The nude figure is shown struggling to subdue a large, carp-like fish, whose tail and dorsal fin he grasps as the head emerges between his legs to spout water. The triton's allegorical aspect as an elemental force of nature is emphasized by his strident pose, dramatically wind-swept hair, and willfully brutal expression.

Gian
				
				
				 Lorenzo Bernini: Fountain of the Moor (nude torso)
Gian Lorenzo Bernini, Italian, 1598-1680:
Modello for the Moor, 1653
Terracotta; 31 3/4 in. (80.5 cm) high
Kimbell Art Museum, acquired 2003
Photo courtesy of Kimbell Art Museum

The spirally twisting stance, with its sharp turn of the head over the right shoulder, was clearly conceived to be seen from all angles, and indeed virtually compels the viewer to circle around it. In this, Bernini built upon his earlier fountain of Neptune and Triton (Victoria and Albert Museum, London), which derives in part from the Mannerist tradition exemplified by works like Giambologna's Fountain of the Ocean, in Florence, that presents striking profiles at the cardinal points. However, Giambologna's contrapposto or serpentine poses are never so remarkably resolved as those in Bernini's muscular figures, which are informed and animated by his study of ancient sculpture, including the famous Laocoön, Belvedere Torso, and particularly the Pasquino (today identified as Menelaus or Ajax bearing the corpse of Patroclus), whose turn of the head over the shoulder may have suggested that of the triton, the Kimbell explained. Bernini is said to have admired this weathered, fragmentary marble group, displayed on a street corner near Piazza Navona, above all others.

Bernini's commission for the Fountain of the Moor (together with the rejected earlier versions) is well documented in papal records, the Kimbell said. An account of May 2, 1653, records that the new fountain was to be constructed according to Bernini's model, and shortly thereafter, on July 12, the treasury was authorized to pay Bernini 550 scudi for the full-scale marble version. The carving was carried out under Bernini's supervision by his assistant Gian Antonio Mari, and the sculpture was installed by January 1655. Later that year, on July 18, Bernini submitted a final bill for 300 scudi for "the statue of the triton, fish, and large shell, conforming to the modello made by me." A summary account of February 16, 1656 refers to "the work he [Bernini] undertook in the restoration of the fountain, and for the models, etc., [and] assistance that he gave to Antonio Mari, sculptor, in making the fountain."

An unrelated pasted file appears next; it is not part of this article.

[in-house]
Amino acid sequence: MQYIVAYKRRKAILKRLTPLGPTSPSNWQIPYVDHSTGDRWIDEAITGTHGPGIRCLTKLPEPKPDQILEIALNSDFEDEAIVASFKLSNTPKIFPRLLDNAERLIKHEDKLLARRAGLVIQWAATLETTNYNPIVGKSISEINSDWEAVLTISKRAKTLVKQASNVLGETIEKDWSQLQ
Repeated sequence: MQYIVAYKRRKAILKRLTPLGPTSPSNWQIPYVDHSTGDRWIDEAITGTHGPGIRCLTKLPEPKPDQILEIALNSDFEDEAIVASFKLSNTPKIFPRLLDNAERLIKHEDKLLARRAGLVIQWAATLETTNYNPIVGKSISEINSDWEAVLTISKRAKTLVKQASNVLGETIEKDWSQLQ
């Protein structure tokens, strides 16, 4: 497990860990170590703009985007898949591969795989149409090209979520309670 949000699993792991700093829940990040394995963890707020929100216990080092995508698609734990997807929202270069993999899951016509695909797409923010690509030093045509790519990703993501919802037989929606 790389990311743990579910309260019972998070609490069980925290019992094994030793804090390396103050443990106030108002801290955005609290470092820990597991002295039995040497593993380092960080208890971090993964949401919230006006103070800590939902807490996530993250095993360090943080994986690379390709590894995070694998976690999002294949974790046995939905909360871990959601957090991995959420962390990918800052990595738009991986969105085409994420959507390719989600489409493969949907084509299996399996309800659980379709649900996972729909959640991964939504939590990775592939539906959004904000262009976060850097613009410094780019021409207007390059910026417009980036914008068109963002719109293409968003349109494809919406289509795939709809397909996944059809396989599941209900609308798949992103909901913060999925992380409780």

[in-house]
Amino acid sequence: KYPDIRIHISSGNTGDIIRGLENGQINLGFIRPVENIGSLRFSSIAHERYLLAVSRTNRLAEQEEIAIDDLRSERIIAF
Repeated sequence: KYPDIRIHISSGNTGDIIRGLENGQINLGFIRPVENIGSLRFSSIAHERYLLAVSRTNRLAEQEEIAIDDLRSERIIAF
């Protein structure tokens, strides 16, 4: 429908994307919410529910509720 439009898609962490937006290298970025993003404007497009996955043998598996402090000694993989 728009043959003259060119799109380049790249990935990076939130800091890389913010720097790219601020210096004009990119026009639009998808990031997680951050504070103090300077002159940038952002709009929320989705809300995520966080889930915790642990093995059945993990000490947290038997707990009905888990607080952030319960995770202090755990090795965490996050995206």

Gian
				
				
				 Lorenzo Bernini: Fountain of the  Moor
Gian Lorenzo Bernini, Italian, 1598-1680:
Modello for the Moor, 1653
Terracotta; 31 3/4 in. (80.5 cm) high
Kimbell Art Museum, acquired 2003
Photo courtesy of Kimbell Art Museum

These models (typically made in terracotta or plaster) presumably included the present work. Some other terracotta models for the Fountain of the Moor have been identified, as might be expected from Bernini's practice of developing his compositions in clay "sketches" (bozzetti) and, for important commissions, in more detailed modelli. A Head of the Moor (Museo Nazionale di Palazzo Venezia, Rome) was perhaps broken away from a larger model. A smaller terracotta model of the figure (private collection) stands on the triton shell, but without the rock formation that is such an integral part of the present modello, and testifies to its primacy.